Boston Musical Intelligencer a virtual journal and blog of the classical music scene in Boston – Robert Levin, advisor; Bettina A. Norton, emerita editor; Lee Eiseman, publisher

in: Reviews

April 5, 2013

Musical Happening at Avant Gardner – an excerpt from a review of a concert by A Far Cry, Boston’s exciting self-conducted chamber orchestra 

by Cashman Kerr Prince

…”There followed a pause to re-set the performance space, before the start of Geminiani’s Concerto Grosso no. 12 in d, Variations on “La Follia.” The string players performed on a matching set of carbon fiber instruments loaned by Luis and Clark. (The company is based in Milton, MA, and these instruments are made in Bristol, Rhode Island and Luis Leguia, formerly a cellist with the Boston Symphony Orchestra, is their inventor and designer.) You can read about the choice of carbon fiber string instruments for this performance of Geminiani on A Far Cry’s blog, here. Carbon fiber instruments have wonderful sound potential; in my very limited experience with a carbon fiber cello, they also have greater possibilities for projection and volume than traditional wooden instruments. The latter was the only problem in this performance of the Geminiani, where traditional wooden harpsichord met carbon fiber stringed instruments. The harpsichord playing the continuo line was overwhelmed. (Might an L&C harpsichord soon appear on the market?) As for the strings, individual notes in rapid runs were more present, clearer, than one often hears. That worked nicely in these La Folia variations, emphasizing the familiar and recurring tune and allowed for greater reverb than one usually hears—here used to great effect on some final notes of sections.”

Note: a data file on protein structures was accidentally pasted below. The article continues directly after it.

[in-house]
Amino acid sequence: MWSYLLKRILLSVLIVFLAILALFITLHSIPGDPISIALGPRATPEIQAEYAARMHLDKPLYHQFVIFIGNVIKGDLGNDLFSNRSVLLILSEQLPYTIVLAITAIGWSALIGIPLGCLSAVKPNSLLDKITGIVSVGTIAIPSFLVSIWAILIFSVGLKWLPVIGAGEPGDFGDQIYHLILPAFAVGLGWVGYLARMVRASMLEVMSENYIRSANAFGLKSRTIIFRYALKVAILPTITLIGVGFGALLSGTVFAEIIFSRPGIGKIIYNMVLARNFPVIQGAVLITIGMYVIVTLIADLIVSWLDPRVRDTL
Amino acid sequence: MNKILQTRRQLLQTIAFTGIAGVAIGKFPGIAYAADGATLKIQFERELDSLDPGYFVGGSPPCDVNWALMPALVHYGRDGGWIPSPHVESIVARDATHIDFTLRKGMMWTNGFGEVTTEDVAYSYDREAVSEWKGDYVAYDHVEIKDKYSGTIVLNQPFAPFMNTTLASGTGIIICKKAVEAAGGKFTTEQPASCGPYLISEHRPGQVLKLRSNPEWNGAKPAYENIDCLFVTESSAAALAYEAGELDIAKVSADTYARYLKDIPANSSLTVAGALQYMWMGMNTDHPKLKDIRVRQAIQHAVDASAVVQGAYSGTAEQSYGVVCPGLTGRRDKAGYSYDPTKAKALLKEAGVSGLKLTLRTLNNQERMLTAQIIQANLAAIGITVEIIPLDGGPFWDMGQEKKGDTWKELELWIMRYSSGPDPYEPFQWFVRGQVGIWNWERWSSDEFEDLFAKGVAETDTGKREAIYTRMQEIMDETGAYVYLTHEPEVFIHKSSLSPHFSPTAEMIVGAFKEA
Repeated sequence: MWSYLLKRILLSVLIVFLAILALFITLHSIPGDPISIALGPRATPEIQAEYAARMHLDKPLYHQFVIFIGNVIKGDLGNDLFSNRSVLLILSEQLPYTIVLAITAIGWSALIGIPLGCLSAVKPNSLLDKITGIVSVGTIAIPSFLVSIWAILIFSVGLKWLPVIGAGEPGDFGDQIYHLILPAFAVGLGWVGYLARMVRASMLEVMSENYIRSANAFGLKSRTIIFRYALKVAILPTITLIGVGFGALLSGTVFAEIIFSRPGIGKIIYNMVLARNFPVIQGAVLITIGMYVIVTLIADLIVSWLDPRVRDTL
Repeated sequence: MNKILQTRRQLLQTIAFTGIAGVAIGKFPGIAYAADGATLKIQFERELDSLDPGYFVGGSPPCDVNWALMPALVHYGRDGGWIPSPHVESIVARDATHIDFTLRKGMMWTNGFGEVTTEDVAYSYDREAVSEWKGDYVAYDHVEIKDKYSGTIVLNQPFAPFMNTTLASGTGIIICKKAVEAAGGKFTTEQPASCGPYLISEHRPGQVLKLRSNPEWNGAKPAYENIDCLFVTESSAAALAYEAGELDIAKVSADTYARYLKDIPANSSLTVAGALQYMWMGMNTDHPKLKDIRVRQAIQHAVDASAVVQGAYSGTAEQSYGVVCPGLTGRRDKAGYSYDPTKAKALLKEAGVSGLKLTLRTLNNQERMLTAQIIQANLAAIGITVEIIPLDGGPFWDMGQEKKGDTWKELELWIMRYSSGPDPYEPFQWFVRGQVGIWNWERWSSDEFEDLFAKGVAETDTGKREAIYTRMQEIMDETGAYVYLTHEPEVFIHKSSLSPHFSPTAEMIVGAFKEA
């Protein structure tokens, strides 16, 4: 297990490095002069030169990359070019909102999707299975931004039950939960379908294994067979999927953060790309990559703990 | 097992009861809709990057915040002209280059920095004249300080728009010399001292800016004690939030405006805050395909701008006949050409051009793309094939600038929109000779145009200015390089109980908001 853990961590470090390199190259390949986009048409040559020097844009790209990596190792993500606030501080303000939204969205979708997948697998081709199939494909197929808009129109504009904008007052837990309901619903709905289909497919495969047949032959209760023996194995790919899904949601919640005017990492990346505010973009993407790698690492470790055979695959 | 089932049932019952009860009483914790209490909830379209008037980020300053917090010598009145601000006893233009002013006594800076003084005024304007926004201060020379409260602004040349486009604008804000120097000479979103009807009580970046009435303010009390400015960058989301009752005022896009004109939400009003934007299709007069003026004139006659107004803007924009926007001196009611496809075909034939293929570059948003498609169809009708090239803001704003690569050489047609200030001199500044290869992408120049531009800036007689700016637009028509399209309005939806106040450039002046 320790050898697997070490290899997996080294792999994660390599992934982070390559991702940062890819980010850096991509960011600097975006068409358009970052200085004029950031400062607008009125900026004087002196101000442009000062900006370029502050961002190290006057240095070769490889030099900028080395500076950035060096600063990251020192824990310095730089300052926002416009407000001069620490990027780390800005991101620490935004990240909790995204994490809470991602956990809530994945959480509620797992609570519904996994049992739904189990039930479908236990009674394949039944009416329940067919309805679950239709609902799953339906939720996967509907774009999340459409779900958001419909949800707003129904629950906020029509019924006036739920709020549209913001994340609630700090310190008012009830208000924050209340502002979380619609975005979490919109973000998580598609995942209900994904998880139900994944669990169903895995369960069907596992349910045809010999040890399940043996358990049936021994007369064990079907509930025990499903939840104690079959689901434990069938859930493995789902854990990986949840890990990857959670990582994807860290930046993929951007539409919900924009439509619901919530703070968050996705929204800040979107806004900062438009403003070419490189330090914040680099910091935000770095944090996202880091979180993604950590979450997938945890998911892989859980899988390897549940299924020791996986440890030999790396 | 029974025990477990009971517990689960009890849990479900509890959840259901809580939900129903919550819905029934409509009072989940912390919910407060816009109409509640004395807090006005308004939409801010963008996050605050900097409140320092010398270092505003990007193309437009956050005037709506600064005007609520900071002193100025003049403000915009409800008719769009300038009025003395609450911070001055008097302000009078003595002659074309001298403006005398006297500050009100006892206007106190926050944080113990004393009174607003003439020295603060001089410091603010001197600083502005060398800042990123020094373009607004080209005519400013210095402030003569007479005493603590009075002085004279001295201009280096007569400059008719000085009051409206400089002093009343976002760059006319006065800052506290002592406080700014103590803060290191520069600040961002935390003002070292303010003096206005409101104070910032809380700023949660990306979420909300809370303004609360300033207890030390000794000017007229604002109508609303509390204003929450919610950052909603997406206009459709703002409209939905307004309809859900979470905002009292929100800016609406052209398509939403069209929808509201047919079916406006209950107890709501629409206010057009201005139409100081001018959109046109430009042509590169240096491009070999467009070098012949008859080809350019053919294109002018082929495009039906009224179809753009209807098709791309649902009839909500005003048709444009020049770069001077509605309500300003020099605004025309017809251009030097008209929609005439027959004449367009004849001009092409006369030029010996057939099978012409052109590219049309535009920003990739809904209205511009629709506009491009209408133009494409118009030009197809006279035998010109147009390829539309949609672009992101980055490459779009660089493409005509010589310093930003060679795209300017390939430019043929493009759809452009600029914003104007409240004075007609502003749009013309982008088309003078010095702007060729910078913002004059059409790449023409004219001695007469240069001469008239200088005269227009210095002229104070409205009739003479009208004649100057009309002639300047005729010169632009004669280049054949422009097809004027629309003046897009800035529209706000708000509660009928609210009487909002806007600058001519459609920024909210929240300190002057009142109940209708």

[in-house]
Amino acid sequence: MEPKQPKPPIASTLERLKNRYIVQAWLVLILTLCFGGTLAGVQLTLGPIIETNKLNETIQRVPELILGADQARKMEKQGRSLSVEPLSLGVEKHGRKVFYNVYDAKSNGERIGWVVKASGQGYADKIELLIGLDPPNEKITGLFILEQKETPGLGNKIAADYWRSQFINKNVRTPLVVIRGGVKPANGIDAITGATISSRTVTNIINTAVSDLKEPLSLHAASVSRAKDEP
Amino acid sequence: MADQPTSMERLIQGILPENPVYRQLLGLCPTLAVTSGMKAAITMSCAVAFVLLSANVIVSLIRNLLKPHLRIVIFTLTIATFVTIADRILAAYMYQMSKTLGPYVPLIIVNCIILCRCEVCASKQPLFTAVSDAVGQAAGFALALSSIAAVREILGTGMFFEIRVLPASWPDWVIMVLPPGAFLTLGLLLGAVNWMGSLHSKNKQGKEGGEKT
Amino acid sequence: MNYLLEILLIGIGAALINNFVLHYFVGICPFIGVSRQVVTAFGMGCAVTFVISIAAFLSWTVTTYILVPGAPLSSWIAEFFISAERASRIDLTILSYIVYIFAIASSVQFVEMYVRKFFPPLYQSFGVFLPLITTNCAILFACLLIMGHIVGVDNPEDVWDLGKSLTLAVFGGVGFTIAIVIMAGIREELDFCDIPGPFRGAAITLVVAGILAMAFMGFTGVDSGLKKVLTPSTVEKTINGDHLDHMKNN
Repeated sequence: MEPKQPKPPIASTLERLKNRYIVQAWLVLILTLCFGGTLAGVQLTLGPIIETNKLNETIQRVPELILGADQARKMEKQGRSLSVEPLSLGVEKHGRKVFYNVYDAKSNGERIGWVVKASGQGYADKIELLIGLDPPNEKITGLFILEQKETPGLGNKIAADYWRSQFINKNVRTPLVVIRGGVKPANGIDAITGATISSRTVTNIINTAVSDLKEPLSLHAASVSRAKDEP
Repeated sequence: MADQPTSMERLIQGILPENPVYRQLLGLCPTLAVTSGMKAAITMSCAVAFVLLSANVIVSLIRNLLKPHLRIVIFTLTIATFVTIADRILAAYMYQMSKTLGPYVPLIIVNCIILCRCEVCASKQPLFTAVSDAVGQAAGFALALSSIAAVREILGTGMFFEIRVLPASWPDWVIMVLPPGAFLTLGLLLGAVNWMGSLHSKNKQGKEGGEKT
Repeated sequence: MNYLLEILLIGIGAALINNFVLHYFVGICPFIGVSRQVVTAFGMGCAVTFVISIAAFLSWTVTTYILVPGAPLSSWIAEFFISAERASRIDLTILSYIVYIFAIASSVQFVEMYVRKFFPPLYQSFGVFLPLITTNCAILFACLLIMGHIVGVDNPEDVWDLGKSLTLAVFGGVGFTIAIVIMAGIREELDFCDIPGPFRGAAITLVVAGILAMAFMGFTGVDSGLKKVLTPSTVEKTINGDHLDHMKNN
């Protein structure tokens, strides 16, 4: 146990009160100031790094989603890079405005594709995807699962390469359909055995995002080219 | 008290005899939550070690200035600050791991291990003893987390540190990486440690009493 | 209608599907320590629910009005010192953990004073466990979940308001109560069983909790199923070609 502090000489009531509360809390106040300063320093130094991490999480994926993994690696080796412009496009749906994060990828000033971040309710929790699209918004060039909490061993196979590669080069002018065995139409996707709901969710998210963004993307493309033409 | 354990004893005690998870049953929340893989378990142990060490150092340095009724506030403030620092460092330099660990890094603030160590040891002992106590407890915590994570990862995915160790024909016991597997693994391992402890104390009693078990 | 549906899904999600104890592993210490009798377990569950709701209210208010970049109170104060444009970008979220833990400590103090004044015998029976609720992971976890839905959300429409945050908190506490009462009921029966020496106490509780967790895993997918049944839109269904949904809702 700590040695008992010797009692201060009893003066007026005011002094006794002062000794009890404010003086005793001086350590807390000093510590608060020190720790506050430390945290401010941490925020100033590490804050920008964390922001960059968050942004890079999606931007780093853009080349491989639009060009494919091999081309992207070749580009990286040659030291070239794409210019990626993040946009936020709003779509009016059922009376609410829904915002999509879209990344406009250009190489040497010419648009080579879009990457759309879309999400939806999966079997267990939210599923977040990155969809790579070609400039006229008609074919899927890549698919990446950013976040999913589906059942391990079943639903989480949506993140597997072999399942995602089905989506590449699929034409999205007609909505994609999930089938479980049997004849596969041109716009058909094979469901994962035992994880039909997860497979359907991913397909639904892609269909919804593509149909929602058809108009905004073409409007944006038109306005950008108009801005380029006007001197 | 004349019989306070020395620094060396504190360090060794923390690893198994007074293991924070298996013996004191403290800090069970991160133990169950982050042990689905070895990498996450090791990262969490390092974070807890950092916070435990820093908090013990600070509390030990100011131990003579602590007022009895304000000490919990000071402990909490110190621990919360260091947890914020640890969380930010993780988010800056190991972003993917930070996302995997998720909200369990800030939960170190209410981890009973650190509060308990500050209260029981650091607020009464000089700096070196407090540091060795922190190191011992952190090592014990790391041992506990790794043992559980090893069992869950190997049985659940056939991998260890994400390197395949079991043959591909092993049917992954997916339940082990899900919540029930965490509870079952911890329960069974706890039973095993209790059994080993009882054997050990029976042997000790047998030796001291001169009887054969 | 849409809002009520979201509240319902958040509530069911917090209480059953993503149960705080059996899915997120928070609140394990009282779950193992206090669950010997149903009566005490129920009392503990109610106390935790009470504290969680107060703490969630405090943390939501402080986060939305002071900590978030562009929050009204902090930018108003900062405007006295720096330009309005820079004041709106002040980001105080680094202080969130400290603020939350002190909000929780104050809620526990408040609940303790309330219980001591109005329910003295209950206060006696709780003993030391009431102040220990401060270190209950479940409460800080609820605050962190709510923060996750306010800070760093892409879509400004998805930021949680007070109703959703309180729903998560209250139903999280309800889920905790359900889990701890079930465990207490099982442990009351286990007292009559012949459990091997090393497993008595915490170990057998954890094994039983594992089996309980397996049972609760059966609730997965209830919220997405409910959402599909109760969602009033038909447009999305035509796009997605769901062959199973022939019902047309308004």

Read the entire review here: